Am I wrong?

Thanks in advance,
peter


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alexb
Charter Member
672 posts
Feb-27-01, 00:03 AM (EST)
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4. "RE: number of dividers"
In response to message #3
 
   LAST EDITED ON Feb-27-01 AT 00:05 AM (EST)

>i think the inequation
>
>N1 >= N3 * N7 is incorrect.
>
>If you take the product of
>a pair of divisors, you
>might get a number which
>is higher than the considered
>positive integer.
>
>Am I wrong?
>

The simplest way to check whether you are or not is to give an example. Do you have one? Do you have an example in which

N1 < N37?

This may be the case when a number N has three divisors a, b, c such that


  1. a穊 ends in 3
  2. a穋 ends in 7
  3. a2穊穋 > N

How this may happen? For example, a may end in 1, b in 3, c in 7. Or, a may end in 7, b in 9, c in 1. Or ...

In all cases, what you lose by having a2穊穋 greater than N, you gain by having one of a, b, or c end in 1. The argument must be made more accurate because this line of reasoning must also account for a possibility that one of a, b, or c will be composite.

But you are right, I have not thought of such a possibility.

The inequality N1 => N37, however, I am sure is correct.


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peter (Guest)
guest
Feb-27-01, 08:06 AM (EST)
 
5. "RE: number of dividers"
In response to message #4
 
   sorry, of course i should have given an example.

it's easy to understand that the product of every pair of factors, of which one ends in 3 and the other in 7, produces a factor that ends in 1.

so you mentioned the following example:

>Let's also try 4641 = 3򊐙317. 4641 has the following >factors: 1, 3, 7, 13, 17, 21, 39, 51, 91, 119, 221, 273, 357, >663, 1547, 4641.

so there are 4 divisors ending in 3 (3, 13, 273, 663), so

N3 = 4,

and other 4 divisors end in 7 (7, 17, 357, 1547), so

N7 = 4. Consequently N3 * N7 = 16, but N1 = 6.

But for example the pair of divisors 663 and 1547 doesn't produce another divisor ending in 1, as their product produces a higher number than the considered integer itself.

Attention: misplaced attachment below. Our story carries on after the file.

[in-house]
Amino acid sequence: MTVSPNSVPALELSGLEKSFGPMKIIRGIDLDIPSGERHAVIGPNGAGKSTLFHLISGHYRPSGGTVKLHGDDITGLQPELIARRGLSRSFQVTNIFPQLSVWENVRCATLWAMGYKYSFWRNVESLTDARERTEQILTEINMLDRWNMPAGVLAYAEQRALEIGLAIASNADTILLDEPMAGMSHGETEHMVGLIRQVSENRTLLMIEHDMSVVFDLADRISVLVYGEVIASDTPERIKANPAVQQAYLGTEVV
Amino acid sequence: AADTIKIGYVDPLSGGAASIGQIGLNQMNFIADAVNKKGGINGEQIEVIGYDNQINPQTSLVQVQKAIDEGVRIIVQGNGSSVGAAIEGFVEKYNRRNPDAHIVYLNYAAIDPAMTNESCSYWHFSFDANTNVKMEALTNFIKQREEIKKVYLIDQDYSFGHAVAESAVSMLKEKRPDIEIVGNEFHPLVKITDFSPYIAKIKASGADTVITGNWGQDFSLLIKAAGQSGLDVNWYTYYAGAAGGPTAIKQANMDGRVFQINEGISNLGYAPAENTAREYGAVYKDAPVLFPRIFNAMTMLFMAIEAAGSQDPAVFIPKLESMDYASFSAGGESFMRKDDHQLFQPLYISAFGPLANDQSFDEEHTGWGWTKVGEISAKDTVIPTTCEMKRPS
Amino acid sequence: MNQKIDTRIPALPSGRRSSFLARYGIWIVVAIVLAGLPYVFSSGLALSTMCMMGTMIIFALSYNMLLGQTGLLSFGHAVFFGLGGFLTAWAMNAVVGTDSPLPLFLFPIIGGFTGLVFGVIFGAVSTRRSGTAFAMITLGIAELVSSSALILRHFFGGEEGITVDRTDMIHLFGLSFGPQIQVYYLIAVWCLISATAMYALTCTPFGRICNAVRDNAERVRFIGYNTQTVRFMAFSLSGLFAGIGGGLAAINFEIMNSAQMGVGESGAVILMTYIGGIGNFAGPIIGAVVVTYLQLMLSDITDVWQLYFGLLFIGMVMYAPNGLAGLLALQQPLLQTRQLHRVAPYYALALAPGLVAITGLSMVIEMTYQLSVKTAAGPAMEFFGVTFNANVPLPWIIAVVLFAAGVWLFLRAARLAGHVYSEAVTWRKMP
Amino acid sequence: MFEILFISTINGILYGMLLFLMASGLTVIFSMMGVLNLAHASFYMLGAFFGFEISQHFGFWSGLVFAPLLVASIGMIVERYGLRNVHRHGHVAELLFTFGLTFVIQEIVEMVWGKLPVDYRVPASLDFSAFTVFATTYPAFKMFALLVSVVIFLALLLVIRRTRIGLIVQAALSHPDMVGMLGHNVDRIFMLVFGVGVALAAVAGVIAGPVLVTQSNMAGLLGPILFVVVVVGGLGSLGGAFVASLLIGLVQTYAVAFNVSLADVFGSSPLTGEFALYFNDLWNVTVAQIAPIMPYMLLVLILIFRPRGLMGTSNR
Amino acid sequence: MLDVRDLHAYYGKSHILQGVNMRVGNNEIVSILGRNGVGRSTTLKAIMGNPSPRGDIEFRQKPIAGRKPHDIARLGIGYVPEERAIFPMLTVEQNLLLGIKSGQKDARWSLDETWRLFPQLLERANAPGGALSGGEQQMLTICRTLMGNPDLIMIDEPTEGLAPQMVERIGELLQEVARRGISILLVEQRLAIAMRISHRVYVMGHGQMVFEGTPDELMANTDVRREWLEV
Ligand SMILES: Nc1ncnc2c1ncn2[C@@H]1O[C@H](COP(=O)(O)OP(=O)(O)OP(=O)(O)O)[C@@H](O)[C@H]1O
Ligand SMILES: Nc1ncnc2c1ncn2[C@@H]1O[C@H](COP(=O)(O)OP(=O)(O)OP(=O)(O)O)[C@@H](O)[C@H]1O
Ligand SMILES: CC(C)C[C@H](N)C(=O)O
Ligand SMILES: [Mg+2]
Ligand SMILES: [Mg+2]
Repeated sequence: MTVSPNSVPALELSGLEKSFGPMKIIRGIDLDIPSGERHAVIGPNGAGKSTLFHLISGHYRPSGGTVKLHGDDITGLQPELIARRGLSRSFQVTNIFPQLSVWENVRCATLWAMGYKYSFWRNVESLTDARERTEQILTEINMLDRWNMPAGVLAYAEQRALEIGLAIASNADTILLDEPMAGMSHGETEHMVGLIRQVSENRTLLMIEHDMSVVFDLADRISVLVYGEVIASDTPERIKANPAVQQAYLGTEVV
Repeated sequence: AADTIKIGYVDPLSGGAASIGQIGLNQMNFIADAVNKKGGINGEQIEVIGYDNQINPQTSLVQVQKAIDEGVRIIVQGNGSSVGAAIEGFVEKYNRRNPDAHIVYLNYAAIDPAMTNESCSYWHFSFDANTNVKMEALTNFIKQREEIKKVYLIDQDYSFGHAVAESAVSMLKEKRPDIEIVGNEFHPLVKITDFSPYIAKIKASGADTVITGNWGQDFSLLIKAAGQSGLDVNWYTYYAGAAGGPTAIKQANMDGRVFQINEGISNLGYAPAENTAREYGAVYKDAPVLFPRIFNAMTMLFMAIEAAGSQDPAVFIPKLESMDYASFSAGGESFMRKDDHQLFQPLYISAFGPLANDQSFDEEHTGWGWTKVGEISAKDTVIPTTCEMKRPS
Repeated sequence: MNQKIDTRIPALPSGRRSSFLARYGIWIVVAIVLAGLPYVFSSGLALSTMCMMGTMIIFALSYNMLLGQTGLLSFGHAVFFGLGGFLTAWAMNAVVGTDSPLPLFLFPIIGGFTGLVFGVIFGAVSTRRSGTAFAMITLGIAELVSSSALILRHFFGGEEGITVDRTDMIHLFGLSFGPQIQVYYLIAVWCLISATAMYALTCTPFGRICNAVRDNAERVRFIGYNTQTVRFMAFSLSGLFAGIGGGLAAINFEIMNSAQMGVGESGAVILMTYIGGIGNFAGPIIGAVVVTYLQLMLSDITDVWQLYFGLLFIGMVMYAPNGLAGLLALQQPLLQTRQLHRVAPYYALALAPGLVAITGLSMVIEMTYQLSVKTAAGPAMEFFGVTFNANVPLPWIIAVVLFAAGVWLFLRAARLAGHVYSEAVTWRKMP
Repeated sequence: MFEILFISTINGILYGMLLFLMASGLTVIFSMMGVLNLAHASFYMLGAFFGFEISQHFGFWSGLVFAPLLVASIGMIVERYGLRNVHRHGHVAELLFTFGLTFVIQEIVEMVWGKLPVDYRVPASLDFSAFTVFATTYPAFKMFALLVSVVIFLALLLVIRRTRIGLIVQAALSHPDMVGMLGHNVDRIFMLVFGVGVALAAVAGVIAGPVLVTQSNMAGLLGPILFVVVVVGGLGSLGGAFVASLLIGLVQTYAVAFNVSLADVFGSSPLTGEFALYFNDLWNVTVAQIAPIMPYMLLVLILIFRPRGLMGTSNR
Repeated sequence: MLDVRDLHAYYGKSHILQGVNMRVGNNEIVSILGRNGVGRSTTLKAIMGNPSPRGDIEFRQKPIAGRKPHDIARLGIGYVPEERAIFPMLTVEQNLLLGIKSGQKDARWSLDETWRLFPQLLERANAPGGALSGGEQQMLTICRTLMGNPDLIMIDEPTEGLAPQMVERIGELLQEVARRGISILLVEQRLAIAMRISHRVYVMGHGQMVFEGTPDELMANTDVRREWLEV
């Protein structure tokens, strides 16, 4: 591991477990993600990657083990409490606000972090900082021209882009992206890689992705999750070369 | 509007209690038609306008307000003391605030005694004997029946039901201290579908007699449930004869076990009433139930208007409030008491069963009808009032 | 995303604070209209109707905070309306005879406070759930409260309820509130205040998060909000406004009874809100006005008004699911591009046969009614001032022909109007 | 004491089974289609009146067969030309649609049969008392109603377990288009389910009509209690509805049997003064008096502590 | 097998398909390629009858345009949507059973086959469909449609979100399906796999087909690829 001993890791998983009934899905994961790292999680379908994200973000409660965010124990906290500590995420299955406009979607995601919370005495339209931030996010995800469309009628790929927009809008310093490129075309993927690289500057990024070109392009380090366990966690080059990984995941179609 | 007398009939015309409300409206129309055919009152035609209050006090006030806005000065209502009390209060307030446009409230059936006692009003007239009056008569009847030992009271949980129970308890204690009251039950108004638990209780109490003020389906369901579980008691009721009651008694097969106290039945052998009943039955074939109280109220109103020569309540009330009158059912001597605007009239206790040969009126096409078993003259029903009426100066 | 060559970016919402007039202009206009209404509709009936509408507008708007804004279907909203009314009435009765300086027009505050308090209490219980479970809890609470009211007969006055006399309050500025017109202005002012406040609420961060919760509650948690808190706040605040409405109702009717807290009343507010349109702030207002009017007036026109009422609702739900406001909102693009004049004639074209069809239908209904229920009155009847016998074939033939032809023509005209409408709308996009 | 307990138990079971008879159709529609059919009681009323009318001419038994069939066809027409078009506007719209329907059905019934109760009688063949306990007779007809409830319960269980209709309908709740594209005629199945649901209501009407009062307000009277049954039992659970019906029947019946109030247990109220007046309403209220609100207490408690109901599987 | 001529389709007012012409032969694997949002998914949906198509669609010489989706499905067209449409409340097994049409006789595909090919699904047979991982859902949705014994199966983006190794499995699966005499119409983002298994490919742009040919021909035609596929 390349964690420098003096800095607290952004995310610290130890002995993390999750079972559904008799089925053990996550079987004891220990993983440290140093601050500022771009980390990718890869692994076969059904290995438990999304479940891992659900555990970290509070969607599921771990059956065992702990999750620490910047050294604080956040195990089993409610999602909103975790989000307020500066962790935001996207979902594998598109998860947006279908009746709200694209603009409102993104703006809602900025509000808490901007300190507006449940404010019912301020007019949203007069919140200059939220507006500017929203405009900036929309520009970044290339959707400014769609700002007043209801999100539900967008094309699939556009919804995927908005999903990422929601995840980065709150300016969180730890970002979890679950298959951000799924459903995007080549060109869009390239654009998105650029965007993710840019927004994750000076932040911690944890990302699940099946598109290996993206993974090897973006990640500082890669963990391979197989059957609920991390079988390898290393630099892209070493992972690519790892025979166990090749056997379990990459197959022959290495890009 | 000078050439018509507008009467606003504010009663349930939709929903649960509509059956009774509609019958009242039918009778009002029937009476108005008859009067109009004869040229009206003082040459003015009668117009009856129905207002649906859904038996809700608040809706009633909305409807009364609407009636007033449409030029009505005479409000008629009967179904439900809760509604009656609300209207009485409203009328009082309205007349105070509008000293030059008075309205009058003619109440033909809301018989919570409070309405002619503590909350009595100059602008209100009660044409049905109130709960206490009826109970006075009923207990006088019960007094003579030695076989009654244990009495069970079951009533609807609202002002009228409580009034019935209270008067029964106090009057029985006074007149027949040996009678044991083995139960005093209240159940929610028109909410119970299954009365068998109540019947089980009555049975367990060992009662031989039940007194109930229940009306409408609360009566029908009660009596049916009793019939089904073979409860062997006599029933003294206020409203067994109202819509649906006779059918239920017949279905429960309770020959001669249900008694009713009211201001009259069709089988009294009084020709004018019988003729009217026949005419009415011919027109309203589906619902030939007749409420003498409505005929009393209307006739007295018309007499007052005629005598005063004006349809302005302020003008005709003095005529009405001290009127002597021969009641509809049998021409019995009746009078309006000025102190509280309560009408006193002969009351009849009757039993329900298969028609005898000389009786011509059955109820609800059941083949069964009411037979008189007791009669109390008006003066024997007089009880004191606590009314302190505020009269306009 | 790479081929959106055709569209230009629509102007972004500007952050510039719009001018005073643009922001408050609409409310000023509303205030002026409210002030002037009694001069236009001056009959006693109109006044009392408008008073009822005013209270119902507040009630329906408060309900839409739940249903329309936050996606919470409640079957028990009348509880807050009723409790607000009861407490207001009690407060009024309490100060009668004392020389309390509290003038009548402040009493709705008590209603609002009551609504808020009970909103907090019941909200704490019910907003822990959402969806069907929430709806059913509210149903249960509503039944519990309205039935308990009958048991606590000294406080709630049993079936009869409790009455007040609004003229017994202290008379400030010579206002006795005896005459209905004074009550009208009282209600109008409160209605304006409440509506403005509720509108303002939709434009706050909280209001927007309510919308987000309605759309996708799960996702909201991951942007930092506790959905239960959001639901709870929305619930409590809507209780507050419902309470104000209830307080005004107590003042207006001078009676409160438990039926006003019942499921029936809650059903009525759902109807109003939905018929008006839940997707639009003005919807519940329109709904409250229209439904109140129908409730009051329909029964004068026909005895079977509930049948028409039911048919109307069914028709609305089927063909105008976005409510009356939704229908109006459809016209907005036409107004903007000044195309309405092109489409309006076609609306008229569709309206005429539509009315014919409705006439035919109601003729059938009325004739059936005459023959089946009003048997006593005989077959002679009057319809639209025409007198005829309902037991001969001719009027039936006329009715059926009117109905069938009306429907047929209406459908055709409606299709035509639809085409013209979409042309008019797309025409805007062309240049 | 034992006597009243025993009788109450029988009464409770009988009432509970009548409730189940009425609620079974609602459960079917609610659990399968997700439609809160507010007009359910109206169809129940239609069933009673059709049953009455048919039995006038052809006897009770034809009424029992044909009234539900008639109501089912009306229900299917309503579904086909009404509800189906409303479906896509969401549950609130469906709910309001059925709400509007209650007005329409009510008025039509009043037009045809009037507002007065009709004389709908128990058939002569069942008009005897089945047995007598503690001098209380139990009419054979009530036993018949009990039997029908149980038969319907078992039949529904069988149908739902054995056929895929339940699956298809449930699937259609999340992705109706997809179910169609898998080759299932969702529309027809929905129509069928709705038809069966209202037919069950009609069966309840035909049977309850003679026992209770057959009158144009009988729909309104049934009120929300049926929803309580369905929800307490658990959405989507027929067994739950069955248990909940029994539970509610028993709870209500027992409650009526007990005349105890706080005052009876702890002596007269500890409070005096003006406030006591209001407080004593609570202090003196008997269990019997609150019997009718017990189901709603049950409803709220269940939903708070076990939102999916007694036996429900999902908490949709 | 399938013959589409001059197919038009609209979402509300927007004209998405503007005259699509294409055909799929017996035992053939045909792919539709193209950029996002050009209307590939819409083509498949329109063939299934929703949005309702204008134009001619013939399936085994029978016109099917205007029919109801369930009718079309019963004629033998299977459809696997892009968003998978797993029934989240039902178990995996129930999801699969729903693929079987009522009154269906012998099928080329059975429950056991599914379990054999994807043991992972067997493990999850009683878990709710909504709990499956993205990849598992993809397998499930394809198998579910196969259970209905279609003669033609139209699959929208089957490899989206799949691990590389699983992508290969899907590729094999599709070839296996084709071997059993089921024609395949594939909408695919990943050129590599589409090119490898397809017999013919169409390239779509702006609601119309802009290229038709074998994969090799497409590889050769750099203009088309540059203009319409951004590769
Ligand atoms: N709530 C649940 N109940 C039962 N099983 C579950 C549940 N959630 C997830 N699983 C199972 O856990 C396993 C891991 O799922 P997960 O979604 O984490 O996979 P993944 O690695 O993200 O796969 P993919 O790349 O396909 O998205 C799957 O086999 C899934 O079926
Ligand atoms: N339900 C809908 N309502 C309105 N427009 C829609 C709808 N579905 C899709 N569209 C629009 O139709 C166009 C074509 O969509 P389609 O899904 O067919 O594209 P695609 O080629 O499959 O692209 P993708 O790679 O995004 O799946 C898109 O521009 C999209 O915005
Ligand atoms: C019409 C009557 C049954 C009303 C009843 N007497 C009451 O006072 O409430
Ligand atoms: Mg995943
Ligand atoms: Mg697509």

Actually i always thought i understood it easily, but then i got a really great black-out that made me wonder...

thank you very much,
peter

P.S.: Was my reflection right that i can add the divisor 1 to the inequation above, because it's a divisor you don't get by the product of N3 * N7 and it's in every integer?


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alexb
Charter Member
672 posts
Feb-27-01, 09:53 PM (EST)
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6. "RE: number of dividers"
In response to message #5
 
   Peter, I appreciate your thoughtfulness. So the hasty reply may also be a wrong one. My apologies. From the example, it is obvious now that one has to consdier N1 and N9 simultaneously.

If anything comes up, I'll continue the thread. If anybody in your class has a solution, I'd like to see it.

>Actually i always thought i understood
>it easily, but then i
>got a really great black-out
>that made me wonder...

Good for you. I also thought it was pretty easy.

>P.S.: Was my reflection right that
>i can add the divisor
>1 to the inequation above,
>because it's a divisor you
>don't get by the product
>of N3 * N7 and
>it's in every integer?

Yes, 1 is one of the factor of any N and should be counted in N1.



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LilSmall202001
Charter Member
2 posts
Jul-30-01, 12:03 PM (EST)
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7. "RE: number of dividers"
In response to message #0
 
   Look I really dont know enough about dividers but look at it like this you need to know what is smaller and what is larger for you to know how to get your answer and also use the greater than and less than signs to figure out which one is greater and which one is less.